What is a Glycolic Chemical Peel?

J.S. Metzker Erdemir

A glycolic chemical peel is a cosmetic skin treatment that uses glycolic acid. Glycolic acid is a plant-based acid derived from sugar cane. Chemical peels are used to treat the effects of aging, sun exposure, and some types of scars. A glycolic chemical peel is a light chemical peel, with effects similar to deep exfoliation.

Glycolic chemical peels can be used to prevent acne.
Glycolic chemical peels can be used to prevent acne.

Chemical peels can remove blemishes such as age spots, fine wrinkles, and scars. They work by dissolving top layers of skin so that the skin replenishes itself underneath. Light chemical peels done with acids such as lactic acid, malic acid, citric acid, or salicylic acid remove one or a few layers of the epidermis and have relatively few side effects. Glycolic acid, also called alpha hydroxy acid, is popular for chemical peels because it stimulates collagen growth and draws moisture into the skin.

Glycolic acid cream.
Glycolic acid cream.

Deeper chemical peels, such as procedures done with trichloroacetic acid or phenol acid have longer recovery times, require bandaging and pain killers, and can cause scars or permanent discoloration. Sometimes glycolic acid or another mild acid is used before a deep chemical peel to prepare the skin.

Glycolic acid is derived from sugar cane.
Glycolic acid is derived from sugar cane.

One type of very light glycolic chemical peel contains less than 10 percent glycolic acid and can be purchased over the counter. These home peels may be used once or twice a month to make skin look fresher and younger and help prevent acne. A glycolic chemical peel that uses a solution of 30 percent or more is generally performed as an outpatient procedure.

A diagram of younger and older skin showing the decrease in collagen in older skin. Glycolic acid is often used to help boost collagen production.
A diagram of younger and older skin showing the decrease in collagen in older skin. Glycolic acid is often used to help boost collagen production.

Glycolic acid works by dissolving the tissue that connects the surface layer of skin from the deeper layers. A slight burning sensation is possible during the procedure, and the skin might become very red for a few days afterward. As the epidermis lifts off the face, white spots appear that resemble blisters or peeling skin from sunburn. The old skin is usually rinsed or wiped away.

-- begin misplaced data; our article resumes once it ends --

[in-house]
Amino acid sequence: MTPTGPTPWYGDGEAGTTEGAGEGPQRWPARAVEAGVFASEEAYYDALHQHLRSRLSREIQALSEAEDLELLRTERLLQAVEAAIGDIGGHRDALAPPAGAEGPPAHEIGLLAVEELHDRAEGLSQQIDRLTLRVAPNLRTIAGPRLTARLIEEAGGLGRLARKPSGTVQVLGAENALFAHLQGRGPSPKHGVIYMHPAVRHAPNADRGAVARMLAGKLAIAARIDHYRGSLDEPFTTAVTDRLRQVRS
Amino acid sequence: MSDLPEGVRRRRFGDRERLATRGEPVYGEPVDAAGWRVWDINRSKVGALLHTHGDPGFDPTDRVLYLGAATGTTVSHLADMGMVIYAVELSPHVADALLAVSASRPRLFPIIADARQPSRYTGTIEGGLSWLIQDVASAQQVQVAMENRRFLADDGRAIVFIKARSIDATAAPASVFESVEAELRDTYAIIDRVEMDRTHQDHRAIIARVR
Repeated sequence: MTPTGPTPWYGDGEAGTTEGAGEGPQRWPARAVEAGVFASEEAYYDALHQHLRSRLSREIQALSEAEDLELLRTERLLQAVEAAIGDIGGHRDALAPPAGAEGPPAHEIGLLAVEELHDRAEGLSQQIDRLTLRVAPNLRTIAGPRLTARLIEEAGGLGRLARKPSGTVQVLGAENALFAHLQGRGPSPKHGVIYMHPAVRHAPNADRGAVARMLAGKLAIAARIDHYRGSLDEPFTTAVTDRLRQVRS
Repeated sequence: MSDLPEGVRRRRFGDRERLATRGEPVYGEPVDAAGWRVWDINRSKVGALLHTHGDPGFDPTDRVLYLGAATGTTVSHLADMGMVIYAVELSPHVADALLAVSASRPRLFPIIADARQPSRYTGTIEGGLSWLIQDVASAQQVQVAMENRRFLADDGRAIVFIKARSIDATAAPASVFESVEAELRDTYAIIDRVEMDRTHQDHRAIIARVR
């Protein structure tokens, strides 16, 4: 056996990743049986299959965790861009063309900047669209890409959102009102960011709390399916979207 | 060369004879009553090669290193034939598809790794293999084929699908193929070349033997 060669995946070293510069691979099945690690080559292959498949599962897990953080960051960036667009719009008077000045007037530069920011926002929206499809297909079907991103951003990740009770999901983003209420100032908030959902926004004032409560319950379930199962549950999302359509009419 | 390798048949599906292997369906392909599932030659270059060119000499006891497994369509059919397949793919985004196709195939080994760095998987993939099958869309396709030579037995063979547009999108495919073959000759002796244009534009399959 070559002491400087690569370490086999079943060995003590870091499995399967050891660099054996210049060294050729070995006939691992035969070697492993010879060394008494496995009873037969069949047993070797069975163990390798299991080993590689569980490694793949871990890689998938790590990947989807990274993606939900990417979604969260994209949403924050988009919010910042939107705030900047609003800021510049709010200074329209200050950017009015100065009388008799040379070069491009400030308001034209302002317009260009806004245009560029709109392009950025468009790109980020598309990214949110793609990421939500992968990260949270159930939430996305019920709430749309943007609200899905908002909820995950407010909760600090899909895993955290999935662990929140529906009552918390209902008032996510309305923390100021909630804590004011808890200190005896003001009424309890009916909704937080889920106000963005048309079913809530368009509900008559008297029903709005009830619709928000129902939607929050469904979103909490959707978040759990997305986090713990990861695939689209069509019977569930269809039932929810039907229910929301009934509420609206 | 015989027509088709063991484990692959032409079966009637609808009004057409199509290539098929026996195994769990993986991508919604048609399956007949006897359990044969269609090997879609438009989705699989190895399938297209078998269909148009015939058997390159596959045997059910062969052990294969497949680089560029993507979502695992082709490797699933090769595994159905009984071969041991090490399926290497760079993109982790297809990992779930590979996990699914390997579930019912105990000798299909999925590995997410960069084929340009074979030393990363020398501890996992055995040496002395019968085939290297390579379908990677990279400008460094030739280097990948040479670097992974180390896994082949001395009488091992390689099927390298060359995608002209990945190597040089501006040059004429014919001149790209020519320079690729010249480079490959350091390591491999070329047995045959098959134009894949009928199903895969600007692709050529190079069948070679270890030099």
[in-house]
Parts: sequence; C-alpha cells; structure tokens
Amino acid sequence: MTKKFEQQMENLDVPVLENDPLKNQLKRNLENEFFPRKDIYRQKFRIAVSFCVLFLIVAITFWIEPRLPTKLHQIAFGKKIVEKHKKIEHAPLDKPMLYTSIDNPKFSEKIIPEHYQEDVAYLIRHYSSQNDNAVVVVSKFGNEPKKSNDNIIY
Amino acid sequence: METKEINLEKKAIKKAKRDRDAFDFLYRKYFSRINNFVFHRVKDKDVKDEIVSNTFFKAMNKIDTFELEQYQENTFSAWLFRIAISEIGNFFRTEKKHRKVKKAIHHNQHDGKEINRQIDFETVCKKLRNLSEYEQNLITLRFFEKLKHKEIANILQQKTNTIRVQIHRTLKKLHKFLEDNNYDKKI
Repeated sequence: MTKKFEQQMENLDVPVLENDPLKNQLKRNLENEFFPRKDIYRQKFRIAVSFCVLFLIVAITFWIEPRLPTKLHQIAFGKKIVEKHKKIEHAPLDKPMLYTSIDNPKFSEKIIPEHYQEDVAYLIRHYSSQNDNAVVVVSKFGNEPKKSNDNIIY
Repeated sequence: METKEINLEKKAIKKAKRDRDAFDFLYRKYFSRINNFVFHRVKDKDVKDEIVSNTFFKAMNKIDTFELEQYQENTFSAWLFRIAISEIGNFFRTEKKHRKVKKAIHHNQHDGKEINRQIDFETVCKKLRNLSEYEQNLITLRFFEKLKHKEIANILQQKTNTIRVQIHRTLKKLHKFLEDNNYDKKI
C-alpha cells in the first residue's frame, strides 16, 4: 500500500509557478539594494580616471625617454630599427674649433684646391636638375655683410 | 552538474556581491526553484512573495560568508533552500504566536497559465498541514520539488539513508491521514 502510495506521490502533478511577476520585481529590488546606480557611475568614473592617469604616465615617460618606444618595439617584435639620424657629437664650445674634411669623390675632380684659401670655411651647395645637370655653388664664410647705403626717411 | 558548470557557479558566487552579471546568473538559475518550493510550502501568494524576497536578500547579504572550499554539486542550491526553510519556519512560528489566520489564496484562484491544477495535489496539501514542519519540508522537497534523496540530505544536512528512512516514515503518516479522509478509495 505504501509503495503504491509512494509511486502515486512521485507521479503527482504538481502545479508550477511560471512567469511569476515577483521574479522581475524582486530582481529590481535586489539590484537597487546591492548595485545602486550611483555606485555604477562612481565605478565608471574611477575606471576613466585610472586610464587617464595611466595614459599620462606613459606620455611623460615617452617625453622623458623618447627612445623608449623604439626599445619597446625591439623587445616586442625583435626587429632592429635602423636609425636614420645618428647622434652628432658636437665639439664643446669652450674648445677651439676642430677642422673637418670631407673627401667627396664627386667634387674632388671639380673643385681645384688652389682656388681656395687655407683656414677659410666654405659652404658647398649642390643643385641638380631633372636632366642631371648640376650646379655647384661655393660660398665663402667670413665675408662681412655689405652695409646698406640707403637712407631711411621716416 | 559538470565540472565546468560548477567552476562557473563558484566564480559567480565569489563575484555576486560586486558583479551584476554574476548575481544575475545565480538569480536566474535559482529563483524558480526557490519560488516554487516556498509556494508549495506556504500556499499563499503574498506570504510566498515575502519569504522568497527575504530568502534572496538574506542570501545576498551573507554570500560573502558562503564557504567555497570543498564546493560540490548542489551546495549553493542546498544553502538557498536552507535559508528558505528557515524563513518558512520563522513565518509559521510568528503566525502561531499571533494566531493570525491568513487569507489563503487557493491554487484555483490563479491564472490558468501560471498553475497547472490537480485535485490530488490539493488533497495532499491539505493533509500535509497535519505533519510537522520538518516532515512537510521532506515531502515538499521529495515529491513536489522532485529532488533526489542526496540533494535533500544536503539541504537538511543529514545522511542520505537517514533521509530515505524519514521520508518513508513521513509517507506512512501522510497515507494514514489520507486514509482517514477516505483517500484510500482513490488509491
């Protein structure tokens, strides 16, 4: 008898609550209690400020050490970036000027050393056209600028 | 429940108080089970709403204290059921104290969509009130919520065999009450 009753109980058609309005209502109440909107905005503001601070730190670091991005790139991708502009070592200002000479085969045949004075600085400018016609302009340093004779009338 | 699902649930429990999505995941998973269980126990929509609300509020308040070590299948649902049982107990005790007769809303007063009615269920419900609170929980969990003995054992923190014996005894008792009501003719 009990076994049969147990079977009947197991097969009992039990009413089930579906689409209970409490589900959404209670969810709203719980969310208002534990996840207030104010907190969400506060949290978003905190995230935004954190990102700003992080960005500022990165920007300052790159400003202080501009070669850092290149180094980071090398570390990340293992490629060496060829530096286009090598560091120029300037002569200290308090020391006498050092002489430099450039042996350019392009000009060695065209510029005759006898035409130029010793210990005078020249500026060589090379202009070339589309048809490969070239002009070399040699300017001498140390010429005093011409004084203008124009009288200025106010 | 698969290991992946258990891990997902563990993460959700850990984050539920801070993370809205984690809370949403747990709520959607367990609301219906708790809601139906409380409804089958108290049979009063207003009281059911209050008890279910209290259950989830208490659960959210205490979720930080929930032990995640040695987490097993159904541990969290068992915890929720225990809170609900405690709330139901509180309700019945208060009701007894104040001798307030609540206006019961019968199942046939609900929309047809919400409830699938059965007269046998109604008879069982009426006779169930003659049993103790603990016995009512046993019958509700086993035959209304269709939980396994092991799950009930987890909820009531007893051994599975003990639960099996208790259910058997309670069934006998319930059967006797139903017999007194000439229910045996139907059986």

Light chemical peels usually have to be performed regularly to maintain the result. An outpatient glycolic chemical peel may be repeated as often as every two weeks. Light peels tend to be most effective on fair-skinned people. For three months following a procedure, the patient must use high SPF sunscreen daily, or there is a risk of serious damage to the skin. Chemical peels are not recommended for smokers, people with certain conditions such as rosacea or herpes, or patients taking some types of medication such as oral contraceptives.

Women on birth control pills should not get glycolic chemical peels.
Women on birth control pills should not get glycolic chemical peels.

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Discussion Comments

bear78

@ZipLine-- An over-the-counter glycolic peel with a low concentration of glycolic acid may be suitable for a diabetic. But I think you should avoid the strong peels that are offered by spas or dermatologists. As far as I know, diabetics have a higher risk of infection due to poor blood circulation. And if the glycolic peel causes irritation to the skin, it might take much longer for a diabetic to heal than someone else.

You could use over-the-counter products like glycolic acid toner and facial cream though. Some Asian brands offer more varieties of these products. But make sure to follow directions because frequent use of these can cause irritation too. I know because it happened to me.

fify

@ZipLine-- I think there are two categories for peels -- chemical and physical. Physical exfoliants/peels remove dead skin or strip the top layer of skin through physical movements. So when you use a facial scrub containing cornmeal for example, you are using a physical exfoliant. Chemical exfoliants/peels do not require any physical action. The compounds in the peel work on their own to remove the top layer of skin.

So a chemical peel isn't necessarily a peel with chemicals, although there may be some additives to glycolic peels, I'm not sure about that.

ZipLine

If glycolic acid is plant based, then why is this type of peel called a chemical peel? And is it safe for a diabetic to have a glycolic chemical peel done?

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